Monday, October 20, 2008

Vision Screening

Today and tomorrow I'm helping with the vision screening at the elementary school. Every year, the Lions bring in a huge made-over RV (similar to the ones you might give blood in) and spend two whole days at the school screening every single child from kindergarten to fifth grade. They also visit other schools in the area and perform this same service. If a child needs glasses and the parents can't afford them, they will also help with that cost (but they can't go to the parents, the parents have to ask them). This is a pretty low-income area, especially when it comes to the family demographic. Both elementary schools in town get extra federal money because such a high percentage (I want to say something like 90% at our school, which is lower-income than the other school) of the students are eligible for free or reduced price lunches based on the parents' income.

Last year I helped but I was "crowd control". This year I'm actually performing the screening. I honestly don't know whether to be thankful or appalled. I guess I'm a lot of both. I'm thankful that, unlike so many others, we have good health insurance and I never have to let financial considerations come before health considerations for my family. All of the boys have at least 20/20 eyesight and I know this for a fact because they have actually been to an optometrist to be checked.

I'm appalled because what I experienced first-hand today is a pretty strong indictment of our society. MANY of these kids need glasses. Now, you might expect that with the younger grades. This might be the first time they've ever been screened. And you might expect some older kids to score borderline when they were fine last year. However, when a fourth grader comes in, sits down, hunches over and says, "I already know I need glasses," and scores 20/60 OR WORSE!! the train has jumped the tracks somewhere. I would venture to say that there were more kids screened who needed glasses and didn't have them than there were who actually had glasses.

There could be many reasons for this. Maybe the kids aren't covered by any health insurance at all and the parents simply cannot come up with the money. Maybe the parents don't even know there are agencies that will help with the cost or are too proud to access those services. Maybe the parents are ground down by ______and this isn't even making their top ten list of things to worry about right now. Believe it or not, I understand and sympathize with all these possible reasons. I'm sure there are more that are just as valid. However, the simple fact is: It doesn't matter why. It doesn't matter if the fault lies with parents or schools or our health care system. What matters is that this many kids are coming to school every day (some for years) primed to fail because they can't read the blackboard. What matters is that we, as a society, are saying this is okay with us because we allow it to continue. And, just to be clear, I'm no longer just talking about kids needing glasses. I'm also talking about the whole range of health services that are evidently inaccessible to way too many children in the United States.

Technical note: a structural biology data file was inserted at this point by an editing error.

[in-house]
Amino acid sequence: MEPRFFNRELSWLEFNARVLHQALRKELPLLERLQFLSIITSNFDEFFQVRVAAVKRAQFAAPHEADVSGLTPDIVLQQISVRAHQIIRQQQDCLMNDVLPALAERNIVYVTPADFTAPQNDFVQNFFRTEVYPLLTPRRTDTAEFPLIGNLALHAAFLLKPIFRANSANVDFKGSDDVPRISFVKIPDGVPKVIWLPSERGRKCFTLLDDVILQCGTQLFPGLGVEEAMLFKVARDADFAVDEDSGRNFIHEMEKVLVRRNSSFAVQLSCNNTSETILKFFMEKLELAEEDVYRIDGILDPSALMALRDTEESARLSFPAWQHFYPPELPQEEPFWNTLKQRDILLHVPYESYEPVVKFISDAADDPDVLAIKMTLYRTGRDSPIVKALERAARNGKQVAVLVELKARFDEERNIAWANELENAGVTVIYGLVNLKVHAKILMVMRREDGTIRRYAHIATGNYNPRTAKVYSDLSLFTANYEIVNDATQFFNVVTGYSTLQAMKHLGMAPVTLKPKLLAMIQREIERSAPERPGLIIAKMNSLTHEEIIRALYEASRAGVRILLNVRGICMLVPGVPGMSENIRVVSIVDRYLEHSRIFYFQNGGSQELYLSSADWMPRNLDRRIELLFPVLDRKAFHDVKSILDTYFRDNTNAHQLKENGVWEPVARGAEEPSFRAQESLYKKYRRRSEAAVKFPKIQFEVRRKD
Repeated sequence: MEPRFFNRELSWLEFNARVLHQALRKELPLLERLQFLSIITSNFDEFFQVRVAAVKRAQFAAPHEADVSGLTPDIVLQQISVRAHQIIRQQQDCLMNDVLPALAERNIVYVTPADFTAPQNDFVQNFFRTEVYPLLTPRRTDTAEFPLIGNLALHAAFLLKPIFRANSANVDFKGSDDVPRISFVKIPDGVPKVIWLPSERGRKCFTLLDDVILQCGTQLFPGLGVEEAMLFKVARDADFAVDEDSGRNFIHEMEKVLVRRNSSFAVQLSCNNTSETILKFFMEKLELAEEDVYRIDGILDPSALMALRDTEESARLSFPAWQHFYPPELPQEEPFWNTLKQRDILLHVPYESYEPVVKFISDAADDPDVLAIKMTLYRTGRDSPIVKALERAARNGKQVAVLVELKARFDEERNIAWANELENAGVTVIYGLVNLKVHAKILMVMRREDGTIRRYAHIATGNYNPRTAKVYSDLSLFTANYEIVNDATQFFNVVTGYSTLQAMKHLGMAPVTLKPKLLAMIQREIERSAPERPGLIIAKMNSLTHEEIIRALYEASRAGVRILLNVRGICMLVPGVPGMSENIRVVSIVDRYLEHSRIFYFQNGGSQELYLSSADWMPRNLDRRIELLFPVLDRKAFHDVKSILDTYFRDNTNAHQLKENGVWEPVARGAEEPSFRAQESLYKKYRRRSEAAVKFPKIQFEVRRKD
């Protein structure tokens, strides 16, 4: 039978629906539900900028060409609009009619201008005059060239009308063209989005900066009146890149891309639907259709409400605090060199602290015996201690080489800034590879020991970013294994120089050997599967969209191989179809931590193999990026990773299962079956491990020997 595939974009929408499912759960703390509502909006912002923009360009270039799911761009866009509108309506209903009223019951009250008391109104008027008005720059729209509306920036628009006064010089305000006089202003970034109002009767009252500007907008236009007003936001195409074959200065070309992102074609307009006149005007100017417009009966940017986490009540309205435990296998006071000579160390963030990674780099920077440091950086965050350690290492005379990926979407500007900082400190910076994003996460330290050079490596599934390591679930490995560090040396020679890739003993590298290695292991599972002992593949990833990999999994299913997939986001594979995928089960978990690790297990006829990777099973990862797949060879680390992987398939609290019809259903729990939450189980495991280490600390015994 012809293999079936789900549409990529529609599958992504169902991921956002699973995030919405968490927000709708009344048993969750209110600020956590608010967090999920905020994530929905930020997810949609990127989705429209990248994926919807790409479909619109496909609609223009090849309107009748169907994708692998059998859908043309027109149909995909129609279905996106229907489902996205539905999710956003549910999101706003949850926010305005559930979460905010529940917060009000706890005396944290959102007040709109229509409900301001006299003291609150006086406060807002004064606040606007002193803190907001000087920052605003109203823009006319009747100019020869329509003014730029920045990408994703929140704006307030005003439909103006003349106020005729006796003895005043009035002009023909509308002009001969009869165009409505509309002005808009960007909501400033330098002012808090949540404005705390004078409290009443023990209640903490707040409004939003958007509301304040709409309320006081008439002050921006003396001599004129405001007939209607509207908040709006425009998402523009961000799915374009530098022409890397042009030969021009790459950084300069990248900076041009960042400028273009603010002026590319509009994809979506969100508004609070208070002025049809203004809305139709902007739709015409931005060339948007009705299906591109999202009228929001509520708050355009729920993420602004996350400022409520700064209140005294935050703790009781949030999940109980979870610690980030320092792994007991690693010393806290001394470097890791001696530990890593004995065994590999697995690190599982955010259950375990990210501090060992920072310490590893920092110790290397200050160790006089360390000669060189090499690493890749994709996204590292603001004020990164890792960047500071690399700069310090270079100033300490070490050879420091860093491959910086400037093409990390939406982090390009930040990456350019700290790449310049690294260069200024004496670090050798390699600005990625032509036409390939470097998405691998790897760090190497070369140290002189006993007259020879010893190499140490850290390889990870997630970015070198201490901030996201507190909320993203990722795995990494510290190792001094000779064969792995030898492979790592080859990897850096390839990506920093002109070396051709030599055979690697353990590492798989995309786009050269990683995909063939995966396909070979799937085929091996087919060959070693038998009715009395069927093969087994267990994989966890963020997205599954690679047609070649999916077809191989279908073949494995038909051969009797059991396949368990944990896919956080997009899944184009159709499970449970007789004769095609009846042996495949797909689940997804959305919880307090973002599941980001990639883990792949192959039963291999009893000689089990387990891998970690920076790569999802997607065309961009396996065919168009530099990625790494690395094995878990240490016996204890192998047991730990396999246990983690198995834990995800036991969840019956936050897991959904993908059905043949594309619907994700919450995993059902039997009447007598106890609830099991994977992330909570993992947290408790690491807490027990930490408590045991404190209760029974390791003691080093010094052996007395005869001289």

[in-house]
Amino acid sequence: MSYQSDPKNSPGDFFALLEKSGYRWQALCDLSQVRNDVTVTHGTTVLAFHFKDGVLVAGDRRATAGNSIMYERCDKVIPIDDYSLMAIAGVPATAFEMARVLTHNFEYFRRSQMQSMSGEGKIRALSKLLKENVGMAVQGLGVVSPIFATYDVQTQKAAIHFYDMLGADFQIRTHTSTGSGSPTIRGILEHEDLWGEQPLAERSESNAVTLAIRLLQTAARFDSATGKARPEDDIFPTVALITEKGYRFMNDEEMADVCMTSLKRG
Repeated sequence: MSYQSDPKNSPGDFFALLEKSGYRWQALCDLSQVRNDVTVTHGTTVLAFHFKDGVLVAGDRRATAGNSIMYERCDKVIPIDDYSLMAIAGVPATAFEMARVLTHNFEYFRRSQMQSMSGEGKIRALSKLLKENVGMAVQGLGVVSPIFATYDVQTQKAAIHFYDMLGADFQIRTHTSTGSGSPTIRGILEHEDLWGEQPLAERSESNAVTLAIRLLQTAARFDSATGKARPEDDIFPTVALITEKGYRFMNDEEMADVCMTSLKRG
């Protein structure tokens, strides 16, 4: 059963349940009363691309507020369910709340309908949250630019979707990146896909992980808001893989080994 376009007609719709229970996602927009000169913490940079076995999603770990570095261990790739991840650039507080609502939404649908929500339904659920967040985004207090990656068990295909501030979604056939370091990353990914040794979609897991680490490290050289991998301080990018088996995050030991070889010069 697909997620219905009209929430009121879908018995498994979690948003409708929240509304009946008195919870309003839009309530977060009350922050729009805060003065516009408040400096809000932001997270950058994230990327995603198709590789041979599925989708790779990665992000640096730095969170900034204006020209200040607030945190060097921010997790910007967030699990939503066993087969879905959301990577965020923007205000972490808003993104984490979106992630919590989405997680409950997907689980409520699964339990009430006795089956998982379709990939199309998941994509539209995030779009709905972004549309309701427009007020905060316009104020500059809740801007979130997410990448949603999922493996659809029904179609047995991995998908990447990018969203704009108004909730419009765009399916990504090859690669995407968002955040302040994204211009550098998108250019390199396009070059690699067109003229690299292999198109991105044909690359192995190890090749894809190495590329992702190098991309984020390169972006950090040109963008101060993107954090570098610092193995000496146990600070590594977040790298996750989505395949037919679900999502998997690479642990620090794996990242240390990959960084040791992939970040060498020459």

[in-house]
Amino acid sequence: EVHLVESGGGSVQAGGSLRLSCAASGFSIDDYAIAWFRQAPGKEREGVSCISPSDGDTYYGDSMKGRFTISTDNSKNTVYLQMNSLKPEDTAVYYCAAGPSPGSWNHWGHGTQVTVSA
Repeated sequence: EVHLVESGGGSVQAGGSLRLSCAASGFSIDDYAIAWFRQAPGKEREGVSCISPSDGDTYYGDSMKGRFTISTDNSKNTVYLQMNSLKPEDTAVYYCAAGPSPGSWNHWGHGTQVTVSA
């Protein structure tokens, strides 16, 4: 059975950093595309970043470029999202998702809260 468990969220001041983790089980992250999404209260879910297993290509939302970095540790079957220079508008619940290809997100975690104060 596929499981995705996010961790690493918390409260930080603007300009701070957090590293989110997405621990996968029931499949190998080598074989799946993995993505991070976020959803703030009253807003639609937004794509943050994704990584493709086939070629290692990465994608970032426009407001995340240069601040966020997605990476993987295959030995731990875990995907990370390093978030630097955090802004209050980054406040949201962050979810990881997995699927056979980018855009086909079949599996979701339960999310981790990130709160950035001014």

All in all, it was a pretty depressing day. The only "consolation" for me is that, after this screening is over, it won't happen again until next year, when I'm sure many of these same children will - SHOCKER! - still need glasses.


Barb said...

I'm thinking that our presidental candidates should have to do this screening so they can see first hand the types of things that need to get done. You are an angel for volunteering for a very depressing job.

I, Robot said...

I'm pretty much convinced now that a country which doesn't provide comprehensive healthcare coverage for all children is basically saying it doesn't care about the future (or the children).